UNDP and the Government of Switzerland mark the initiation of their third phase aiming to drive sustainable agricultural production in 5 countries

Commencing in 2010, the Green Commodities Programme (GCP) has been pivotal in instigating transformative changes in the sustainability of agricultural production, with a focus on societal, economic, and environmental impact. Building upon the success of the two precedent phases, the renewed partnership between UNDP and the Swiss State Secretariat for Economic Affairs (SECO) aims to further enhance sustainable agricultural commodity production in five countries: Peru, Indonesia, Malaysia, Ghana, and Brazil.

July 8, 2024

As global demand for sustainable food rises, producer countries encounter significant challenges in transforming their sectors. Issues such as environmental degradation, rural poverty, climate change, and new trade barriers aimed at sustainability pose obstacles to current production models and export setups. The consequences include the departure of new generations from farming communities seeking better opportunities. The complexity of agricultural sector transformation necessitates collaboration between various stakeholders: public, private, civil society, academia, finance, development partners, etc.

Yet, stakeholders often operate in isolation, and many countries lack the mechanisms to create a widely shared vision for their sectors. The Green Commodities Programme (GCP) aims to address these challenges by fostering effective collaborative action among stakeholders in five prominent commodity-producing countries, providing them with the opportunity to construct resilient commodity sectors capable of meeting future challenges.

Phase III focuses on Indonesia, Peru, Brazil, Ghana, and Malaysia, addressing complex issues in their agricultural commodity systems. The project in Indonesia centers on mainstreaming the National Action Plan for Sustainable Palm Oil (NAP SPO) across key ministries, institutionalizing NAP functions, and engaging the private sector and civil society. It aligns with the trade deal between the European Free Trade Association and Indonesia, linking market access concessions to sustainable production. In Peru, efforts extend to implementing the Coffee National Action Plan and the National Development Plan for Cocoa and Chocolate, tackling challenges like low productivity, deforestation, and inadequate governance. Phase III will also support strengthening of governance structures at regional level in Cajamarca, Cusco and Piura.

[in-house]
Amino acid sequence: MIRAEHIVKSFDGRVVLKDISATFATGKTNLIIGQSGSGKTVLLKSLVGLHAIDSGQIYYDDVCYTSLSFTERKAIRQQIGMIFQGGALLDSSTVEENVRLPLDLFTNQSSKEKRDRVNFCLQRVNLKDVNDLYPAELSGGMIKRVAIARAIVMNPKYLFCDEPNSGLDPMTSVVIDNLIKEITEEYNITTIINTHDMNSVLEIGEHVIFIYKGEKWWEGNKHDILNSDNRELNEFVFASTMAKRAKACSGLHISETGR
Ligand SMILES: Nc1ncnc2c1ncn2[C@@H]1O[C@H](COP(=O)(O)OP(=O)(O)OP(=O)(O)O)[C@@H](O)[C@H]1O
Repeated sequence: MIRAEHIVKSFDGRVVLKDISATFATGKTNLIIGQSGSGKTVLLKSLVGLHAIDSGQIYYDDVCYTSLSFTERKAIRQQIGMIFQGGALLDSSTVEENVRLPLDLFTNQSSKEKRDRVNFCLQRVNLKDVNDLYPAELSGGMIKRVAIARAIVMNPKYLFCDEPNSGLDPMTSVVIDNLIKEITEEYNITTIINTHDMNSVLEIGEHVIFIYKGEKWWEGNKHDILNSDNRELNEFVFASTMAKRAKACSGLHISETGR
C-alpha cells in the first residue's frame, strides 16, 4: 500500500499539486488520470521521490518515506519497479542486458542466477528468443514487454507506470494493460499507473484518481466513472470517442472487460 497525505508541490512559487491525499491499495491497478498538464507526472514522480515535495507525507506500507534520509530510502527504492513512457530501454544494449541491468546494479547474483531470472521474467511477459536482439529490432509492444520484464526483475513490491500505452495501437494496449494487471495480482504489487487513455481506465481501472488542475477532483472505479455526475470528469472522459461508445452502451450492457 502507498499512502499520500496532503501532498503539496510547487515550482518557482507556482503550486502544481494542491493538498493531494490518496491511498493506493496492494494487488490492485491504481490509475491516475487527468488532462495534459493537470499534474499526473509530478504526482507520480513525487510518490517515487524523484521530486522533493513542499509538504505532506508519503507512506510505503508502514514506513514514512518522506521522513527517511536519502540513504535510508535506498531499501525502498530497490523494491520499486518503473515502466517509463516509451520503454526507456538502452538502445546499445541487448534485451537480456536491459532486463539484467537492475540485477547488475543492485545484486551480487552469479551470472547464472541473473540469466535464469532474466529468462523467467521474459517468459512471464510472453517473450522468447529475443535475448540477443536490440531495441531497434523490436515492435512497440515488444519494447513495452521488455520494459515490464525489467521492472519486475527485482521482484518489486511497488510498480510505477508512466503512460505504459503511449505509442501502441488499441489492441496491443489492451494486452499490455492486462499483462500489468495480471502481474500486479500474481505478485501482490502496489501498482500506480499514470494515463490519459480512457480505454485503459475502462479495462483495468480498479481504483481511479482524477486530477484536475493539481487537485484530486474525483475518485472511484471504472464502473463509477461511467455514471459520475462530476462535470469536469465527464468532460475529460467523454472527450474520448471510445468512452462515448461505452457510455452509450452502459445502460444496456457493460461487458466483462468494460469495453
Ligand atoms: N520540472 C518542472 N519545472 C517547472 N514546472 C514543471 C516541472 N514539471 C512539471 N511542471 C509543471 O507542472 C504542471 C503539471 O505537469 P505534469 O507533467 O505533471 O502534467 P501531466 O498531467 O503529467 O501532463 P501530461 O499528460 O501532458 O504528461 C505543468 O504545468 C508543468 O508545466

The specific challenges in each country underscore the need for a comprehensive approach. Indonesia faces the dual challenge of being a major palm oil producer while combating deforestation. Peru grapples with low yields, inferior production practices, and deforestation in its coffee and cocoa sectors. Brazil deals with agricultural deforestation, particularly related to beef and soy, impacting the Cerrado region. Ghana, a major cocoa producer, struggles with low farmer incomes and seeks value-added opportunities. Malaysia, a significant palm oil producer, faces threats to its biodiversity from logging and oil palm expansion.

The project's emphasis on multi-stakeholder collaboration seeks to overcome these challenges, engaging national and local governments, private sectors, and global stakeholders. By adopting a systems approach, the project aims to create lasting change, addressing not only environmental concerns but also poverty, income stabilization, and gender equality within the agricultural commodity systems.

The launch of the new GCP phase reaffirms the commitment of UNDP and SECO to fostering positive change in the food and agricultural sector, promoting sustainable agricultural practices through a systems approach.

"It is important to recognize Switzerland's special interest in sustainable Commodities," said Monica Rubiolo, Head of Commercial Promotion of the Secretariat of State for Economic Affairs of Switzerland, SECO. "We are pleased to continue our partnership with UNDP in this field. The idea is also to increase collaboration with Swiss counterparts, such as the Swiss Platform for Sustainable Cocoa, and to facilitate greater participation of the private sector. This collaboration with UNDP will be essential to build alliances with Swiss associations and companies."

"We have learned a lot in phases I and II," said Andrew Bovarnick, UNDP Global Head of FACS. "We are delighted to continue our achievements with SECO in Indonesia and Peru, and we hope to bring our Effective Collaborative Action techniques to Malaysia, Ghana and Brazil. Involving all levels of government and actors in the supply chain will be essential to implement the drastic change we need for sustainable food production in the coming years."